A Brief Biography

Edward Abbey was born January 29, 1927 in the improbably named town of Indiana, Pennsylvania and lived most of his childhood in a nearby town with an almost-equally unusual name, Home. He grew up in the Depression in a family always on the verge of poverty. His father held a wide variety of jobs including lumberjack, farmer and school bus driver. His mother taught school and played the organ in church. Both his parents held outspoken, liberal views. His father was a dedicated socialist. His mother was an early proponent of ordination for homosexuals.

In high school he was a loner, and his literary talents were so well disguised (despite some writing for the school magazine) that he failed Journalism twice.

After graduation he joined the Army — just in time for the end of the war. He went to Italy and served largely as an MP, policing brothels in Naples. Following his discharge in 1948, he went to college, first at Indiana University of Pennsylvania and later at the University of New Mexico and, for a year, at the University of Edinburgh in Scotland. His academic field was always Philosophy but his interest usually centered around social action, especially anarchism. His Masters Thesis was titled “Anarchism and the Morality of Violence.”

Despite this academic concentration, his true passion was for the American West, especially the desert. He first saw the west in the summer of 1948 when he hitch-hiked to Seattle, south to California and then, crossing into Nevada at Needles, he entered the region now indelibly stamped with his name. His writings of his love for the west and his passion to protect it from despoilation are among the most evocative and influential of all American environmental works.

His first two books were novels, Jonathan Troy (1954) and The Brave Cowboy (1956). In them, he began working out his take on the traditional western hero, derived from Cooper’s Natty Bumpo by way of Wister’s Virginian. In Abbey’s version, the hero retains the usual aura of social misfit, loner, attractive to women but generaly shunning them. But Abbey brings out the basic anarchism of the type. Jack Burns, the hero of The Brave Cowboy, (played by Kirk Douglas in the movie “Loney Are the Brave,” based on the book), refuses to carry identification, breaks into jail to free a friend, and ultimately is killed by a collision with a truck that leaves him buried in plumbing supplies.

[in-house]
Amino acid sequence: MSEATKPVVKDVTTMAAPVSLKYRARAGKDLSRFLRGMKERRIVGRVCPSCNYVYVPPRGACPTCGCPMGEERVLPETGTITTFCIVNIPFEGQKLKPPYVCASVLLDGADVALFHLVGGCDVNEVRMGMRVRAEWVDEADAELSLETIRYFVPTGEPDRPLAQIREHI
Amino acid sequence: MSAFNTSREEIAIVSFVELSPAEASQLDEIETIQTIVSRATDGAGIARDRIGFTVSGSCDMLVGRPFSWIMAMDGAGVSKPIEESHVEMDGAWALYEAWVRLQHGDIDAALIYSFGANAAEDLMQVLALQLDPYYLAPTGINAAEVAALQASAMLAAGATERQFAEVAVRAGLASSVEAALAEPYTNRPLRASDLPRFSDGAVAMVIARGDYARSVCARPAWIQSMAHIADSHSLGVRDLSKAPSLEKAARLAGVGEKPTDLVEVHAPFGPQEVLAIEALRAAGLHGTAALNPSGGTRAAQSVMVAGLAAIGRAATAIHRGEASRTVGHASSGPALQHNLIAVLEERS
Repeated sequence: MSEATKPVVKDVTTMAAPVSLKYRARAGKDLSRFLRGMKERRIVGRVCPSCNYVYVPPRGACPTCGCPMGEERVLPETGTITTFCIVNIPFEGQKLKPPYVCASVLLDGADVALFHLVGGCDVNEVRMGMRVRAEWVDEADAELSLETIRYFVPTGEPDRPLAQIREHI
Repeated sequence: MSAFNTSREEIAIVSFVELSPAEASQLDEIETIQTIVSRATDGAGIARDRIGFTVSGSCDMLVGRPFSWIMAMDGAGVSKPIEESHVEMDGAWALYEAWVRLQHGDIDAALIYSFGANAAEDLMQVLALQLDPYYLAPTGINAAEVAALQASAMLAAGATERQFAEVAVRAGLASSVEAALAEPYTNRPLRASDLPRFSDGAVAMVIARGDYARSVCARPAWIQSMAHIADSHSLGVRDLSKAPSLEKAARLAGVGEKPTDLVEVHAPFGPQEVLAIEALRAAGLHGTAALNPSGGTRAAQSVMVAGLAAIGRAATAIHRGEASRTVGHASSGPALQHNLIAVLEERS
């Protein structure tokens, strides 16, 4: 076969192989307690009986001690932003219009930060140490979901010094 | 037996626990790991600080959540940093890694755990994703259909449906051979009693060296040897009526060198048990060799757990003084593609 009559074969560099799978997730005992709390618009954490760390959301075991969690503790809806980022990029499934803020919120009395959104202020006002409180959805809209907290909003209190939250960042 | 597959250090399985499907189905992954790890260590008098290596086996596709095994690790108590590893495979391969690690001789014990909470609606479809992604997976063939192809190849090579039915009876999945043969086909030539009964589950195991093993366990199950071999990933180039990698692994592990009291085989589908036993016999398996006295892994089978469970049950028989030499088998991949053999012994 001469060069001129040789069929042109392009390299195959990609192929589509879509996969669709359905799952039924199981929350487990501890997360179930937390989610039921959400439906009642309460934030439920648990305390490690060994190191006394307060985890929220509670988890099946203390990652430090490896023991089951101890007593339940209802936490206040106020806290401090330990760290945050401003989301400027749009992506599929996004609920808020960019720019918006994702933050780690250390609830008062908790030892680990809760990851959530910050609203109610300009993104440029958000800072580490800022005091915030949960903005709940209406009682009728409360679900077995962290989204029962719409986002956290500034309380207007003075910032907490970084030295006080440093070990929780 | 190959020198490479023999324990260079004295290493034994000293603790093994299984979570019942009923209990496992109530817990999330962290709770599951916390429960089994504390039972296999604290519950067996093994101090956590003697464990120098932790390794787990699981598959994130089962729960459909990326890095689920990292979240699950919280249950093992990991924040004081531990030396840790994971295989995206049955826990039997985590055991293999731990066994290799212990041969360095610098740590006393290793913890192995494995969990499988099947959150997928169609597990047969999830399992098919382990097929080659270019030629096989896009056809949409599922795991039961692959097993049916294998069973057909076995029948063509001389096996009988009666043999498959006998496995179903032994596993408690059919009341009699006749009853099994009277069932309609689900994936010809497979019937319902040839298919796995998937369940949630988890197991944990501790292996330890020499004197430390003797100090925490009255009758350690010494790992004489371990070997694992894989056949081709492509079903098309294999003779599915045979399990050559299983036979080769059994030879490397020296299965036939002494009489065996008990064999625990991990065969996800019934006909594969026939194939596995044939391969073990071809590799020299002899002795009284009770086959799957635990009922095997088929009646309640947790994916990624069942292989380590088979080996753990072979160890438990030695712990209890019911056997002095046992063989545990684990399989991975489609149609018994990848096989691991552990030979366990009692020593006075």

The book that made his reputation was his first non-fiction work, Desert Solitaire (1968). In prose that is sometimes ironic, sometimes bitter, but often glowing with the colors of a summer sunset in Utah, he describes his two, six-month stints as seasonal ranger at Arches National Monument. (It’s now a National Park.) With one brief hiatus, it’s been in print for the past 30 years and seems likely to remain on the bookshelf of nature lovers and wilderness defenders for generations to come.

His success with Desert Solitaire was eclipsed seven years later when his riotous novel, The Monkey Wrench Gang came out. This is the book that guaranteed Abbey’s place here in the Ecology Hall of Fame. In it, he depicts a small gang of monkey wrenchers, a term he may have coined. Based on the saboteurs who threw wooden shoes (sabots) into the gears of early factory machines, the monkey wrenchers sabotage road builders and others who would develop the desert.

Abbey based his heros on real, though largely unidentified individuals who were, even then, trying to harass and delay those who were trying to develop the desert out of existence. Since the publication of The Monkey Wrench Gang, their numbers have grown, and most pay homage to George Hayduke and the other heros of Abbey’s imagination.

Like Abbey’s heros, most monkey wrenchers are non-violent (to people). Abbey took this as part of the foundation of his philosophy, drawing on his academic studies in anarchism.

Abbey himself may never have committed any major sabotage, though even in Desert Solitaire he mentions having pulled up surveyors’ stakes in a minor protest against a road planned for Arches. Such rebellious acts were part of his greatest creation, the public character Cactus Ed that he tried to create out of his own life. Personal accounts of those who knew him seem to belie much of this personna. He was, it seems, usually quiet, shy, and studious. His works are full of allusions to music (he compares Dr. Sarvis of The Monkey Wrench Gang to Sibelius), philosophy (his last book, A Voice Crying in the Wilderness has a refutation of Plato), and other major themes of Western Civilization.

Abbey married five times and was survived by his last wife, five children and his father. His death came at the end of a long, painful illness and only the actions of a friend kept him from a death he had previously scorned — connected to assorted tubes in a hospital bed. He was brought home and died there, then buried somewhere in the desert. It was an echo of what he had written in Desert Solitaire in his story of a tourist who wandered off and died under a tree near Grandview Point in Arches.

Looking out on this panorama of light, space, rock and silence, I am inclined to congratulate the dead man on his choice of jumping-off place; he had good taste. He had good luck — I envy him the manner of his going.

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